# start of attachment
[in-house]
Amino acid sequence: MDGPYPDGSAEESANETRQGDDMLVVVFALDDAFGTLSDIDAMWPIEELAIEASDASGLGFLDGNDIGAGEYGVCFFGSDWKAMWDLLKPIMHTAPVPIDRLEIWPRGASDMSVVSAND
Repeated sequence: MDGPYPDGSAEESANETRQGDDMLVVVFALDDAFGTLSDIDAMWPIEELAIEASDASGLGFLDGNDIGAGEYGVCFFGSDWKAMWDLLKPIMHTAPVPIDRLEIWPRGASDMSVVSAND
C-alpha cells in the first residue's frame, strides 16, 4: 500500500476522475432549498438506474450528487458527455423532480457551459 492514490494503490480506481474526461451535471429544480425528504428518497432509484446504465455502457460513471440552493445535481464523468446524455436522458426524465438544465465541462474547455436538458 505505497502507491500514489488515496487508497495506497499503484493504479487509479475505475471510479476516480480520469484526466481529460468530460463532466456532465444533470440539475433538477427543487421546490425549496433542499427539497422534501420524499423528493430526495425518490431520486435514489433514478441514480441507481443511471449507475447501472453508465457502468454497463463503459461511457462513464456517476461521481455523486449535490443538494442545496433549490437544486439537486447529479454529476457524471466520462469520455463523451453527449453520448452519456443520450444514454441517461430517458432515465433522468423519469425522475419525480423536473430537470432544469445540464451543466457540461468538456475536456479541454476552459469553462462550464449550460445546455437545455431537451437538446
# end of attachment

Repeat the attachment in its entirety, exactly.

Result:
[in-house]
Amino acid sequence: MDGPYPDGSAEESANETRQGDDMLVVVFALDDAFGTLSDIDAMWPIEELAIEASDASGLGFLDGNDIGAGEYGVCFFGSDWKAMWDLLKPIMHTAPVPIDRLEIWPRGASDMSVVSAND
Repeated sequence: MDGPYPDGSAEESANETRQGDDMLVVVFALDDAFGTLSDIDAMWPIEELAIEASDASGLGFLDGNDIGAGEYGVCFFGSDWKAMWDLLKPIMHTAPVPIDRLEIWPRGASDMSVVSAND
C-alpha cells in the first residue's frame, strides 16, 4: 500500500476522475432549498438506474450528487458527455423532480457551459 492514490494503490480506481474526461451535471429544480425528504428518497432509484446504465455502457460513471440552493445535481464523468446524455436522458426524465438544465465541462474547455436538458 505505497502507491500514489488515496487508497495506497499503484493504479487509479475505475471510479476516480480520469484526466481529460468530460463532466456532465444533470440539475433538477427543487421546490425549496433542499427539497422534501420524499423528493430526495425518490431520486435514489433514478441514480441507481443511471449507475447501472453508465457502468454497463463503459461511457462513464456517476461521481455523486449535490443538494442545496433549490437544486439537486447529479454529476457524471466520462469520455463523451453527449453520448452519456443520450444514454441517461430517458432515465433522468423519469425522475419525480423536473430537470432544469445540464451543466457540461468538456475536456479541454476552459469553462462550464449550460445546455437545455431537451437538446